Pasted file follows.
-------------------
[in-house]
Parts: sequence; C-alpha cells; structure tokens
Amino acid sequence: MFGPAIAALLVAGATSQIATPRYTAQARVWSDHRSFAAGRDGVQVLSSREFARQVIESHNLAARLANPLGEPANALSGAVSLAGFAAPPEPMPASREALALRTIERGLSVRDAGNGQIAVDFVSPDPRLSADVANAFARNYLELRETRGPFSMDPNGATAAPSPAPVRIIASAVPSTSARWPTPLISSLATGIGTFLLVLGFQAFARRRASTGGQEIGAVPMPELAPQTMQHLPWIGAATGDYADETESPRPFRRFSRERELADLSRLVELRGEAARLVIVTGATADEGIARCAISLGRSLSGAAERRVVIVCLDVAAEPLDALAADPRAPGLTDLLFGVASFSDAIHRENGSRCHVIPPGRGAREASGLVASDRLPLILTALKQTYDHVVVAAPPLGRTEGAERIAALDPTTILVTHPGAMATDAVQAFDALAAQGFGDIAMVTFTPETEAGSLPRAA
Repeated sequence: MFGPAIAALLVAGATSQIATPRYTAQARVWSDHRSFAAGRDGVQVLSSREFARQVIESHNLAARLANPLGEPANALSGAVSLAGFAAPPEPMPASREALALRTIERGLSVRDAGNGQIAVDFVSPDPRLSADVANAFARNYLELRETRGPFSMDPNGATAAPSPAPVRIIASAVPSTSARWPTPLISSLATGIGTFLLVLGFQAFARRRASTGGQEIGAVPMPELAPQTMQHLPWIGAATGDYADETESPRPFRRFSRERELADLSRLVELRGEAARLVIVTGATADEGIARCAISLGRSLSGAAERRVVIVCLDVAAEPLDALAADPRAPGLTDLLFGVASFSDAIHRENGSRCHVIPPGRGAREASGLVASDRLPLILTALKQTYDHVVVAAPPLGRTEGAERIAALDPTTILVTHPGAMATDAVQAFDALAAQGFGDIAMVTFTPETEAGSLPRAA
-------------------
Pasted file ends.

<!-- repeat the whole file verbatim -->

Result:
[in-house]
Parts: sequence; C-alpha cells; structure tokens
Amino acid sequence: MFGPAIAALLVAGATSQIATPRYTAQARVWSDHRSFAAGRDGVQVLSSREFARQVIESHNLAARLANPLGEPANALSGAVSLAGFAAPPEPMPASREALALRTIERGLSVRDAGNGQIAVDFVSPDPRLSADVANAFARNYLELRETRGPFSMDPNGATAAPSPAPVRIIASAVPSTSARWPTPLISSLATGIGTFLLVLGFQAFARRRASTGGQEIGAVPMPELAPQTMQHLPWIGAATGDYADETESPRPFRRFSRERELADLSRLVELRGEAARLVIVTGATADEGIARCAISLGRSLSGAAERRVVIVCLDVAAEPLDALAADPRAPGLTDLLFGVASFSDAIHRENGSRCHVIPPGRGAREASGLVASDRLPLILTALKQTYDHVVVAAPPLGRTEGAERIAALDPTTILVTHPGAMATDAVQAFDALAAQGFGDIAMVTFTPETEAGSLPRAA
Repeated sequence: MFGPAIAALLVAGATSQIATPRYTAQARVWSDHRSFAAGRDGVQVLSSREFARQVIESHNLAARLANPLGEPANALSGAVSLAGFAAPPEPMPASREALALRTIERGLSVRDAGNGQIAVDFVSPDPRLSADVANAFARNYLELRETRGPFSMDPNGATAAPSPAPVRIIASAVPSTSARWPTPLISSLATGIGTFLLVLGFQAFARRRASTGGQEIGAVPMPELAPQTMQHLPWIGAATGDYADETESPRPFRRFSRERELADLSRLVELRGEAARLVIVTGATADEGIARCAISLGRSLSGAAERRVVIVCLDVAAEPLDALAADPRAPGLTDLLFGVASFSDAIHRENGSRCHVIPPGRGAREASGLVASDRLPLILTALKQTYDHVVVAAPPLGRTEGAERIAALDPTTILVTHPGAMATDAVQAFDALAAQGFGDIAMVTFTPETEAGSLPRAA